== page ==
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Typical Use

The Template Tool has been designed for use in automatically locating deformable shape in noisy (generally medical) data sets. Using it well requires some familiarity with the data and a little thought as to what is inteneded to be achieved. Start by determining the best number of points needed to accurately define the boundary of the object and whether an inner contour is also needed. Then experiment with the data to try to determine a reproducable way of positioning boundary points as accurately as possible. draw up guidelines for features to look out for and try to define the location of the boundary in a simple and reproducable manner. If necessary images can be pre-processed by the Imcalc Tool in order to assist with this process (eg: enhancing edges etc.).

Once you have a good idea of what you need to do then proceed with the following steps;

As the set of example datasets increases the posibility of building a global shape and grey-level model improves. This should only be done if the model has repeated difficulty with locating data. Eventually, (generally quite soon) you should converge on a model which gives reliable performance for this data set. Accuracies of better than a pixel are generally achievable at all points around the contour with some care even in noisy data. Significantly better performance than this is generally difficult to achieve due to the restrictions imposed by the eigen model and algorithms such as edge detection may be better if there is low noise and strong edge data is available. These techniques should not be considered as competetors among the solutions for boundary location. It is even acceptable to use templates in order to locate edges for more accurate measurement.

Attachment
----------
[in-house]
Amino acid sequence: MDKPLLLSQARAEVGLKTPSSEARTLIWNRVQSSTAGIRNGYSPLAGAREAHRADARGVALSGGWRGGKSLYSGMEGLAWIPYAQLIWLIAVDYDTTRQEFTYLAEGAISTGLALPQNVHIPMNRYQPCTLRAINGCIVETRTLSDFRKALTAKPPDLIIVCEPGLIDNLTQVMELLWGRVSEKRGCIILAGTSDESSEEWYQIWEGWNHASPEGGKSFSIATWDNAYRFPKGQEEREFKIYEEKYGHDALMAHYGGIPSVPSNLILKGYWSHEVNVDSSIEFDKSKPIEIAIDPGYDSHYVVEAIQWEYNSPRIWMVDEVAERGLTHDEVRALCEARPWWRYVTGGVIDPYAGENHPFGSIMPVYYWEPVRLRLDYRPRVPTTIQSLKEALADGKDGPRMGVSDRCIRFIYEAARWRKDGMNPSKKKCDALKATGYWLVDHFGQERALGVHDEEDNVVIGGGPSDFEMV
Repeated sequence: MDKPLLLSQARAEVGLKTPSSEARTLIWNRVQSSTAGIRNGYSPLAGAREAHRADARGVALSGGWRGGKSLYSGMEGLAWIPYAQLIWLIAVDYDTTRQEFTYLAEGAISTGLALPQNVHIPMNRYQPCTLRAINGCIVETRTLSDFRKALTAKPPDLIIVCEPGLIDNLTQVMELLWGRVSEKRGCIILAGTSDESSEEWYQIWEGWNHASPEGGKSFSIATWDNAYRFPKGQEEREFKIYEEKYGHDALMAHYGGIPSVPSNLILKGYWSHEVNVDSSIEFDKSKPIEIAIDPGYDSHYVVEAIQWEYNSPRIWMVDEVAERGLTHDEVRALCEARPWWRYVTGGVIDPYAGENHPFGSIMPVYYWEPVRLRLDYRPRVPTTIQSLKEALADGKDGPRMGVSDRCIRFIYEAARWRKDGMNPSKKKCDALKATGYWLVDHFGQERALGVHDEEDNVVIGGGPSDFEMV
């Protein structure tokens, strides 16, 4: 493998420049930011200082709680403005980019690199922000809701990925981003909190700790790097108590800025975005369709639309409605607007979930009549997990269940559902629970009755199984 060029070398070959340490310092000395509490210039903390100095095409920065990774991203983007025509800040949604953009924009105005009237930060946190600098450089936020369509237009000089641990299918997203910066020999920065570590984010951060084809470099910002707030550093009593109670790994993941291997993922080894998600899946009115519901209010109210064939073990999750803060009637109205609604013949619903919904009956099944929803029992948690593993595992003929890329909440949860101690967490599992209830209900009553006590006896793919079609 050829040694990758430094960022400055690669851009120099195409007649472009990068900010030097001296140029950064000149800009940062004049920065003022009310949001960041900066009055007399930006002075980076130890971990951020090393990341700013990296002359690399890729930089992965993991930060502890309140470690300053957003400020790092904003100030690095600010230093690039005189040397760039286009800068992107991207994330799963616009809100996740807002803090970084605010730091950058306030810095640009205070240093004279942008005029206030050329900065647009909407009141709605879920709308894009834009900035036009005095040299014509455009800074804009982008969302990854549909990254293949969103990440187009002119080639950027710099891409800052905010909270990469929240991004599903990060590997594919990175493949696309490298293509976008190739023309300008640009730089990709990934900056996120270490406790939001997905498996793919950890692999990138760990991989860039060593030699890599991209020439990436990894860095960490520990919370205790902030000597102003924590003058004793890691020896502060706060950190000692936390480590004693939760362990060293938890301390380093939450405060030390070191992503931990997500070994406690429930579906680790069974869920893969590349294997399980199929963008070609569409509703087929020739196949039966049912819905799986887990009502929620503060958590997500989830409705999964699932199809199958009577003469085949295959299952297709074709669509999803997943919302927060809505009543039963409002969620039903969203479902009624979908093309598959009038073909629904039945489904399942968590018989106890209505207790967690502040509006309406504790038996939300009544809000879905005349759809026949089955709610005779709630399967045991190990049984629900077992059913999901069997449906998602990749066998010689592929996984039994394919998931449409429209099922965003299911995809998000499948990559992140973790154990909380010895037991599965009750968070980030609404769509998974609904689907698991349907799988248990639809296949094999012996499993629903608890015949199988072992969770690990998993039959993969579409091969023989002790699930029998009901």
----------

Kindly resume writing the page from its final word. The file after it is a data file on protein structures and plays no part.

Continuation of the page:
The posibilities for data pre-processing before building the deformable model are limitless, but an attempt should be made to work with data-sets which have the properties of uniform random errors (see the Imcalc Tool) as this is what is most consistent with the statistical assumptions behind greylevel modelling and least-squares based location algorithms.

The resulting tracking variables of orientation, scale and principle eigen-modes of the shape model make a good starting point as a reduced representation of the data for any subsequent anaysis such as statistical pattern recognition (eg: classification). However, these techniques are not expected to form the basis of a generic object recognition system as there is no robust way of automatically selecting or building models for arbitrary image data sets.


next up previous contents
Next: NMR-Segment Tool Up: SmartROI Tool Previous: SmartROI Parameters   Contents
root 2017-09-26